I know it because you felt very strongly about my ability to bang a big drum to raise awareness around depression – an illness that you battled with all of your life.

I know you wanted me to speak up, so that if anyone else needed a friend or someone to talk to, and was going through the same struggles as you, I’d be able to help them. Privately or publicly.

I know we both felt greatly that the silence around mental illness created such a toxic environment for men, who were expected to – in your words – ‘man up, suffer in silence and get on with it’.

There is a lot I have discovered since you took your own life.

Firstly, while there is no hierarchy of death where one is better than the other, it’s safe to say that living a long life is at the top while a short one is at the bottom. I don’t know where suicide sits, but it’s safe to say, it makes other people REALLY uncomfortable.

I was advised against telling people how you died. And in the initial bizarreness of picking your burial plot and coffin (and being asked whether Robert was an eco-friendly man), I erred on the side of caution.

But by this 30th day, I have realised when the worst, most devastating thing possible happens, you lose the energy to maintain any artifice.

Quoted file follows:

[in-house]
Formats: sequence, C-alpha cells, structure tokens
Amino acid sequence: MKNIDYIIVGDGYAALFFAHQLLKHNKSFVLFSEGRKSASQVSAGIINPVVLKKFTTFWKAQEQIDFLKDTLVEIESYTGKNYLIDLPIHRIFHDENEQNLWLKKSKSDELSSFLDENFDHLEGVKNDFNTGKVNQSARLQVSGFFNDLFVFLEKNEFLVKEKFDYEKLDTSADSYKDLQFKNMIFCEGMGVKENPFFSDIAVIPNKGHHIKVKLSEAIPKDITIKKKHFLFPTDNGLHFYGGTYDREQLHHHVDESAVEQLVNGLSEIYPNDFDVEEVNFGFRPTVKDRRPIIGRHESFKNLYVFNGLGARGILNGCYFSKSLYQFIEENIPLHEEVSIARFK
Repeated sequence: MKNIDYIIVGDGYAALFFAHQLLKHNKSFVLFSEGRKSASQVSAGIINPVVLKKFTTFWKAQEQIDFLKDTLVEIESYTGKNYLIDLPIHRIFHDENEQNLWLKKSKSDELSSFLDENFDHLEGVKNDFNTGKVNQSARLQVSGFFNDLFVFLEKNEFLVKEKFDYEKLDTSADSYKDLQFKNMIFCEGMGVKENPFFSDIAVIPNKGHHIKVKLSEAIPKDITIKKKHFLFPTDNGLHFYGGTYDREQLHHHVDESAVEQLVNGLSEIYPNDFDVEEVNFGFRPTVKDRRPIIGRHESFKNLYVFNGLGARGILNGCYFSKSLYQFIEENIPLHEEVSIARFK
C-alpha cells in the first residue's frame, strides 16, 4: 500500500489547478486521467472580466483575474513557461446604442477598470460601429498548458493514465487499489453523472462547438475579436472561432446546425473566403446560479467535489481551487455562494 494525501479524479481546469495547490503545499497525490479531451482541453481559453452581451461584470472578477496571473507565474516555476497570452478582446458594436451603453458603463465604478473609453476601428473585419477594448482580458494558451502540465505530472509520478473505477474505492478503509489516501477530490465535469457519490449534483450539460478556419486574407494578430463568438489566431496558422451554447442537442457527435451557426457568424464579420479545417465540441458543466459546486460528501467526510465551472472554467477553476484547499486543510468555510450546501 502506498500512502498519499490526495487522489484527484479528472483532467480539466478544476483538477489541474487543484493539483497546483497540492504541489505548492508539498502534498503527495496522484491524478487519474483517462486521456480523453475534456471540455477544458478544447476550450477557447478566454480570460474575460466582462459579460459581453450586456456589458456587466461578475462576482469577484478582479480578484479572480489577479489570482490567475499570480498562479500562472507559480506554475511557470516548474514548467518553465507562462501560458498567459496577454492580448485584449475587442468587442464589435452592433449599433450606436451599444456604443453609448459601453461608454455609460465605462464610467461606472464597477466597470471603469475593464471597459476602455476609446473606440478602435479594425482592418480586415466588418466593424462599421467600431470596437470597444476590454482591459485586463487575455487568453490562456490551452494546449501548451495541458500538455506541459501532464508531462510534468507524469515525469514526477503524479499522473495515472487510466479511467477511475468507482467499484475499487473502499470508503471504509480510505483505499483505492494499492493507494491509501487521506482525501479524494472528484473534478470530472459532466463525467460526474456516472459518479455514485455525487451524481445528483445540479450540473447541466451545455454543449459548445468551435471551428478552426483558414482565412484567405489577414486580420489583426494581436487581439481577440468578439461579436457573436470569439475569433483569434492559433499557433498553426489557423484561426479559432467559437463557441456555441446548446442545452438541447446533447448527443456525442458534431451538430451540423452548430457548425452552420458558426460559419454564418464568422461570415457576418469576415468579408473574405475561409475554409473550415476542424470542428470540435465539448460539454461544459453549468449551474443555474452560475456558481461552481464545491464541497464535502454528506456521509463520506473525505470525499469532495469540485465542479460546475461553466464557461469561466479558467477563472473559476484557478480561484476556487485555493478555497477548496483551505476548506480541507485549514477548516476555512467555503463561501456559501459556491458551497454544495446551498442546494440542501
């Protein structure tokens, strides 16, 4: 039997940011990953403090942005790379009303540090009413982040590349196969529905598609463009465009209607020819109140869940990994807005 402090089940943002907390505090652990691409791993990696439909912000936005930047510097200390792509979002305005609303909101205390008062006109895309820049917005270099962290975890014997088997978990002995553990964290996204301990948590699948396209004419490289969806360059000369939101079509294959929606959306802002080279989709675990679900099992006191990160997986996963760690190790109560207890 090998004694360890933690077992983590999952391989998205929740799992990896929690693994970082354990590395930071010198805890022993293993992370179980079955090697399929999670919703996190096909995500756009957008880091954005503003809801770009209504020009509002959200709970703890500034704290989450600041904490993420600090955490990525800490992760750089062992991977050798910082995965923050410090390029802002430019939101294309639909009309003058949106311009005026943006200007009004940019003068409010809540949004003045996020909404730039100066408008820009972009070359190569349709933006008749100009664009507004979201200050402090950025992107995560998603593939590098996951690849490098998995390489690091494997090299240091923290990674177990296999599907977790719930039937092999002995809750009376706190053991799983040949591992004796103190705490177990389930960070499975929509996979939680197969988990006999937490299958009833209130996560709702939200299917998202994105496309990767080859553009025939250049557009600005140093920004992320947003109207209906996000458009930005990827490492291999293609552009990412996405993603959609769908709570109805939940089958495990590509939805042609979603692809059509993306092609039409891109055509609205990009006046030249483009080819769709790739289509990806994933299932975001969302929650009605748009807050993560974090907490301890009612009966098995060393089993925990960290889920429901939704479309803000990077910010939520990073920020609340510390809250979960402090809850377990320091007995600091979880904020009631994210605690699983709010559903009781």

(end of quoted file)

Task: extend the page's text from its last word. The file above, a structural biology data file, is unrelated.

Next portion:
There is also an indignance that rises in me. If you had died of cancer, would I have kept your death or the circumstances a secret? Of course not. There would have been fun runs and cupcakes to kick cancer’s ass.

It was as if the method of your death implied weakness, when I know how hard you fought to stay in this world.

Despite the hand you were dealt, you achieved so much, you loved so deeply, you were gentle and kind and would help anyone who was struggling (even the homeless guy at our local bus shelter who you wanted to let stay on our couch), and you were also the most intelligent man I met – why would I not want to honour that?

And perhaps this speaks volumes about the mountain we have to climb in getting people to understand that mental illness is exactly the same as cancer. It is exactly the same as a cardiac arrest. No amount of love, medical care or money can help prevent it if it’s terminal.

When someone dies from suicide, there is anger directed at the person in a way it isn’t with physical illness. No one goes: “Oh, I can’t BELIEVE Larry died of cancer, how could he?”

In the aftermath, a lot of people have said to me: “I’m angry at him”. There was a lot of that floating around: how you made that choice and left us mired in such deep grief. There was anger at the life you had given up and the people you had left behind.